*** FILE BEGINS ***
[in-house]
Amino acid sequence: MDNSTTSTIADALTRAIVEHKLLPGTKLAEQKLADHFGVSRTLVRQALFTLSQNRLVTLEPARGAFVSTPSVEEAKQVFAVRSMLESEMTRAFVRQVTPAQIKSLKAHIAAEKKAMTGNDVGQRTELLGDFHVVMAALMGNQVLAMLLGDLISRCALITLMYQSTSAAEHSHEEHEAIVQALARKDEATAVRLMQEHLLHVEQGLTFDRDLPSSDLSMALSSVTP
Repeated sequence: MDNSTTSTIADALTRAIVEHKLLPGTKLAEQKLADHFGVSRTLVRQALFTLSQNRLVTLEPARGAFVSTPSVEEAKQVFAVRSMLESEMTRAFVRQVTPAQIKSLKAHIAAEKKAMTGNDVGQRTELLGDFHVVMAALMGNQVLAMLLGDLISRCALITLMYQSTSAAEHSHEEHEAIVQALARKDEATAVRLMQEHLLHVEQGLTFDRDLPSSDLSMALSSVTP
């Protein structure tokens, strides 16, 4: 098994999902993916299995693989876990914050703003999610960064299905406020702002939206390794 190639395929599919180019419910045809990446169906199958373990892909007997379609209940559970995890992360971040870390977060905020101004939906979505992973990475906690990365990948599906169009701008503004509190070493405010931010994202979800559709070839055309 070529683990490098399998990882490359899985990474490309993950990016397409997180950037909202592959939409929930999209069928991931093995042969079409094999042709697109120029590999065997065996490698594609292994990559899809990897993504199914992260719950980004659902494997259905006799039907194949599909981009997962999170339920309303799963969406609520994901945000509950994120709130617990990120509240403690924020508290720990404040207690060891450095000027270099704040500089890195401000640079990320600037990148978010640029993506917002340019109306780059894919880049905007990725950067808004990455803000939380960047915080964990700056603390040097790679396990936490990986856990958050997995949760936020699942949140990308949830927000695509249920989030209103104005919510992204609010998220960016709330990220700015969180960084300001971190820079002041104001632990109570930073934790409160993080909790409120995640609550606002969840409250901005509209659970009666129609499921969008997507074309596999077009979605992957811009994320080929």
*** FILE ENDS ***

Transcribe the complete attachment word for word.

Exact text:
[in-house]
Amino acid sequence: MDNSTTSTIADALTRAIVEHKLLPGTKLAEQKLADHFGVSRTLVRQALFTLSQNRLVTLEPARGAFVSTPSVEEAKQVFAVRSMLESEMTRAFVRQVTPAQIKSLKAHIAAEKKAMTGNDVGQRTELLGDFHVVMAALMGNQVLAMLLGDLISRCALITLMYQSTSAAEHSHEEHEAIVQALARKDEATAVRLMQEHLLHVEQGLTFDRDLPSSDLSMALSSVTP
Repeated sequence: MDNSTTSTIADALTRAIVEHKLLPGTKLAEQKLADHFGVSRTLVRQALFTLSQNRLVTLEPARGAFVSTPSVEEAKQVFAVRSMLESEMTRAFVRQVTPAQIKSLKAHIAAEKKAMTGNDVGQRTELLGDFHVVMAALMGNQVLAMLLGDLISRCALITLMYQSTSAAEHSHEEHEAIVQALARKDEATAVRLMQEHLLHVEQGLTFDRDLPSSDLSMALSSVTP
């Protein structure tokens, strides 16, 4: 098994999902993916299995693989876990914050703003999610960064299905406020702002939206390794 190639395929599919180019419910045809990446169906199958373990892909007997379609209940559970995890992360971040870390977060905020101004939906979505992973990475906690990365990948599906169009701008503004509190070493405010931010994202979800559709070839055309 070529683990490098399998990882490359899985990474490309993950990016397409997180950037909202592959939409929930999209069928991931093995042969079409094999042709697109120029590999065997065996490698594609292994990559899809990897993504199914992260719950980004659902494997259905006799039907194949599909981009997962999170339920309303799963969406609520994901945000509950994120709130617990990120509240403690924020508290720990404040207690060891450095000027270099704040500089890195401000640079990320600037990148978010640029993506917002340019109306780059894919880049905007990725950067808004990455803000939380960047915080964990700056603390040097790679396990936490990986856990958050997995949760936020699942949140990308949830927000695509249920989030209103104005919510992204609010998220960016709330990220700015969180960084300001971190820079002041104001632990109570930073934790409160993080909790409120995640609550606002969840409250901005509209659970009666129609499921969008997507074309596999077009979605992957811009994320080929």